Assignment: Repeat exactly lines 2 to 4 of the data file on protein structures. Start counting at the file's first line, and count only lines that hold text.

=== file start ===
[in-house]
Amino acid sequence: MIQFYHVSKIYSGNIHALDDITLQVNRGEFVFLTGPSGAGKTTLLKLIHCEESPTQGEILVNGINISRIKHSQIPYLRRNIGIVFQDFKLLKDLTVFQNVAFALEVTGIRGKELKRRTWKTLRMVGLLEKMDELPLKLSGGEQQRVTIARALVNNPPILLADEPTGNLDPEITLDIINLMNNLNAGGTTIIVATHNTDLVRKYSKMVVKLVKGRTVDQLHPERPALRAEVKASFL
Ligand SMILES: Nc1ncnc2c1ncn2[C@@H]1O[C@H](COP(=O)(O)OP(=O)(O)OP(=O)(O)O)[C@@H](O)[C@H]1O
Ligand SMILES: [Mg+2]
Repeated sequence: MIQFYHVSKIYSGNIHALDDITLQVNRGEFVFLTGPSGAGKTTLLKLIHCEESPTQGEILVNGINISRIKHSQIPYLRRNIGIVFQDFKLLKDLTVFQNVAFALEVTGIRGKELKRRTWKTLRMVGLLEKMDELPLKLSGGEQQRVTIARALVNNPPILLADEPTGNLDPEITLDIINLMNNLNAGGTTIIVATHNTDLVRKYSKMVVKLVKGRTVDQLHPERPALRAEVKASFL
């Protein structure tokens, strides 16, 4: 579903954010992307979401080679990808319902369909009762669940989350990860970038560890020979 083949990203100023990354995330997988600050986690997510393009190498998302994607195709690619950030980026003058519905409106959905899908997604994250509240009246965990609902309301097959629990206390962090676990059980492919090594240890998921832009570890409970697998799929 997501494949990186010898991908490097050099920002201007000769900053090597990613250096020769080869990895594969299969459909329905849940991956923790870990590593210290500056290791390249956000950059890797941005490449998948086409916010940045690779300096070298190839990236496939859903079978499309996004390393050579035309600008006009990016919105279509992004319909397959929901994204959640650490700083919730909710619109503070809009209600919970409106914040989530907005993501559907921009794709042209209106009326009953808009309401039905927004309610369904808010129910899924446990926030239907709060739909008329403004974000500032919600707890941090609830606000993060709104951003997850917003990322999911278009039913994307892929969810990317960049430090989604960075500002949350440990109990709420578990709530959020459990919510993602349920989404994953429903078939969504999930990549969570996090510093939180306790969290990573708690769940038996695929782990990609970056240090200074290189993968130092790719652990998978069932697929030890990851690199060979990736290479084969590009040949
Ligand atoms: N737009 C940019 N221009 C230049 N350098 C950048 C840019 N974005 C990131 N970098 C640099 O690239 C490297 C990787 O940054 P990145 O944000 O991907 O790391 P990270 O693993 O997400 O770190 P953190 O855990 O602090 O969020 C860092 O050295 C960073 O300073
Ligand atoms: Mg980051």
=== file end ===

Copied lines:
Amino acid sequence: MIQFYHVSKIYSGNIHALDDITLQVNRGEFVFLTGPSGAGKTTLLKLIHCEESPTQGEILVNGINISRIKHSQIPYLRRNIGIVFQDFKLLKDLTVFQNVAFALEVTGIRGKELKRRTWKTLRMVGLLEKMDELPLKLSGGEQQRVTIARALVNNPPILLADEPTGNLDPEITLDIINLMNNLNAGGTTIIVATHNTDLVRKYSKMVVKLVKGRTVDQLHPERPALRAEVKASFL
Ligand SMILES: Nc1ncnc2c1ncn2[C@@H]1O[C@H](COP(=O)(O)OP(=O)(O)OP(=O)(O)O)[C@@H](O)[C@H]1O
Ligand SMILES: [Mg+2]